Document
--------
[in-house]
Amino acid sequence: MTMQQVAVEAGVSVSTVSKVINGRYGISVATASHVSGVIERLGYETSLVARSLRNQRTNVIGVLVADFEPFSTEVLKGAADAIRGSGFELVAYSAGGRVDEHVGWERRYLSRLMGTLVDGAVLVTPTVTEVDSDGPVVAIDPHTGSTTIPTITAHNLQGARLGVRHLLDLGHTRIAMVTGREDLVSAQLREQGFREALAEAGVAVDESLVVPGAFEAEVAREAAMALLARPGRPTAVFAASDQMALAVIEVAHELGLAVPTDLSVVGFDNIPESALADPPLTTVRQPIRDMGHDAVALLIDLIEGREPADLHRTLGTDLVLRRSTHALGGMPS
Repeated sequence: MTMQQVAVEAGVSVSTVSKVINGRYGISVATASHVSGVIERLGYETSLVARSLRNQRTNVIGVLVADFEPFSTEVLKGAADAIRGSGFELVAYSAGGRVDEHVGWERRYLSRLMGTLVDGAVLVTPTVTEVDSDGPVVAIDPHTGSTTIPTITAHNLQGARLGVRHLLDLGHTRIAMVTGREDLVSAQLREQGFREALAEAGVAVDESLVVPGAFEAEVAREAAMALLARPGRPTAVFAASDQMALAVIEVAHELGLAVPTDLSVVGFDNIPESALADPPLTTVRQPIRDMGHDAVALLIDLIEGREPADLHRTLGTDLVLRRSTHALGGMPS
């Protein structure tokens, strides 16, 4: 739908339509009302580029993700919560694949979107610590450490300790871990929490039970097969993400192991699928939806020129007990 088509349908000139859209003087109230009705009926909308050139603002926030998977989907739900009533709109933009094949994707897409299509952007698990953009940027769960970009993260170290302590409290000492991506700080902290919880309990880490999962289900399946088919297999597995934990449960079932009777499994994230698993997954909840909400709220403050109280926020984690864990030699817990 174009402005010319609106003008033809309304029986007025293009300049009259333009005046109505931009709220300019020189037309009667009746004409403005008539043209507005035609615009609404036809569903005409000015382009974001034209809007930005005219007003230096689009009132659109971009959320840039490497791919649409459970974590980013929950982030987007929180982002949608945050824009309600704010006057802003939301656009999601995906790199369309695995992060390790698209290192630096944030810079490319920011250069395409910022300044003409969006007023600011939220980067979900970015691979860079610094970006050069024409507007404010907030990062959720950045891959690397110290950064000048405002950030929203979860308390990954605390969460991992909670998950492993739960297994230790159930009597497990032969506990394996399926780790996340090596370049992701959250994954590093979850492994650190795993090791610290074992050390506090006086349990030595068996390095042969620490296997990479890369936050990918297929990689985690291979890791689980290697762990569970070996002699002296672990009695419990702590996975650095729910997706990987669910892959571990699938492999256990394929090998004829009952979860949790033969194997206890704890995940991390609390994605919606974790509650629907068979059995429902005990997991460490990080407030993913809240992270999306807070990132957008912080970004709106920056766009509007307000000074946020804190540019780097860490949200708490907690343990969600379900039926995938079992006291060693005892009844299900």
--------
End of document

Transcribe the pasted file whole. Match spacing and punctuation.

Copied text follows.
[in-house]
Amino acid sequence: MTMQQVAVEAGVSVSTVSKVINGRYGISVATASHVSGVIERLGYETSLVARSLRNQRTNVIGVLVADFEPFSTEVLKGAADAIRGSGFELVAYSAGGRVDEHVGWERRYLSRLMGTLVDGAVLVTPTVTEVDSDGPVVAIDPHTGSTTIPTITAHNLQGARLGVRHLLDLGHTRIAMVTGREDLVSAQLREQGFREALAEAGVAVDESLVVPGAFEAEVAREAAMALLARPGRPTAVFAASDQMALAVIEVAHELGLAVPTDLSVVGFDNIPESALADPPLTTVRQPIRDMGHDAVALLIDLIEGREPADLHRTLGTDLVLRRSTHALGGMPS
Repeated sequence: MTMQQVAVEAGVSVSTVSKVINGRYGISVATASHVSGVIERLGYETSLVARSLRNQRTNVIGVLVADFEPFSTEVLKGAADAIRGSGFELVAYSAGGRVDEHVGWERRYLSRLMGTLVDGAVLVTPTVTEVDSDGPVVAIDPHTGSTTIPTITAHNLQGARLGVRHLLDLGHTRIAMVTGREDLVSAQLREQGFREALAEAGVAVDESLVVPGAFEAEVAREAAMALLARPGRPTAVFAASDQMALAVIEVAHELGLAVPTDLSVVGFDNIPESALADPPLTTVRQPIRDMGHDAVALLIDLIEGREPADLHRTLGTDLVLRRSTHALGGMPS
């Protein structure tokens, strides 16, 4: 739908339509009302580029993700919560694949979107610590450490300790871990929490039970097969993400192991699928939806020129007990 088509349908000139859209003087109230009705009926909308050139603002926030998977989907739900009533709109933009094949994707897409299509952007698990953009940027769960970009993260170290302590409290000492991506700080902290919880309990880490999962289900399946088919297999597995934990449960079932009777499994994230698993997954909840909400709220403050109280926020984690864990030699817990 174009402005010319609106003008033809309304029986007025293009300049009259333009005046109505931009709220300019020189037309009667009746004409403005008539043209507005035609615009609404036809569903005409000015382009974001034209809007930005005219007003230096689009009132659109971009959320840039490497791919649409459970974590980013929950982030987007929180982002949608945050824009309600704010006057802003939301656009999601995906790199369309695995992060390790698209290192630096944030810079490319920011250069395409910022300044003409969006007023600011939220980067979900970015691979860079610094970006050069024409507007404010907030990062959720950045891959690397110290950064000048405002950030929203979860308390990954605390969460991992909670998950492993739960297994230790159930009597497990032969506990394996399926780790996340090596370049992701959250994954590093979850492994650190795993090791610290074992050390506090006086349990030595068996390095042969620490296997990479890369936050990918297929990689985690291979890791689980290697762990569970070996002699002296672990009695419990702590996975650095729910997706990987669910892959571990699938492999256990394929090998004829009952979860949790033969194997206890704890995940991390609390994605919606974790509650629907068979059995429902005990997991460490990080407030993913809240992270999306807070990132957008912080970004709106920056766009509007307000000074946020804190540019780097860490949200708490907690343990969600379900039926995938079992006291060693005892009844299900």